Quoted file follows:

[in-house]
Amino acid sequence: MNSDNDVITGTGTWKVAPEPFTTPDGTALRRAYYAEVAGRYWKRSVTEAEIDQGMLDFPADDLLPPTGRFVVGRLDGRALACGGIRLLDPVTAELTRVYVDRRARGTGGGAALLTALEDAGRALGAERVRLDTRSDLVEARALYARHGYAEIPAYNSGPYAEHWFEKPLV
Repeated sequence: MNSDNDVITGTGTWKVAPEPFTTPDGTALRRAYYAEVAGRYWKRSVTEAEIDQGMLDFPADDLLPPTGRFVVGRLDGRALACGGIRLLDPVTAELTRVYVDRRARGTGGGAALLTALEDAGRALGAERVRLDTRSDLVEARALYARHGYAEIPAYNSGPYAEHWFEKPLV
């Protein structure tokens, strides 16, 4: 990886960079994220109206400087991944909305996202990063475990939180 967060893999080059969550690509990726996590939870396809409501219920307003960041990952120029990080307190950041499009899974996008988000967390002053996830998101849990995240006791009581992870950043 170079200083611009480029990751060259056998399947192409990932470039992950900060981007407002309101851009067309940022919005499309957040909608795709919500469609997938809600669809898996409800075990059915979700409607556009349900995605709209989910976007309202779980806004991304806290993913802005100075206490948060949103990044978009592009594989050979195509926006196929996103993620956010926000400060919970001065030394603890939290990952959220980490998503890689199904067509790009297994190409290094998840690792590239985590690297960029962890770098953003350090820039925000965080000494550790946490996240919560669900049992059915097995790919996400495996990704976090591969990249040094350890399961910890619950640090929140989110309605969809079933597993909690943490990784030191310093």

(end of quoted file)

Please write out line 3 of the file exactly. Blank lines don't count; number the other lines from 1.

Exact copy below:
Repeated sequence: MNSDNDVITGTGTWKVAPEPFTTPDGTALRRAYYAEVAGRYWKRSVTEAEIDQGMLDFPADDLLPPTGRFVVGRLDGRALACGGIRLLDPVTAELTRVYVDRRARGTGGGAALLTALEDAGRALGAERVRLDTRSDLVEARALYARHGYAEIPAYNSGPYAEHWFEKPLV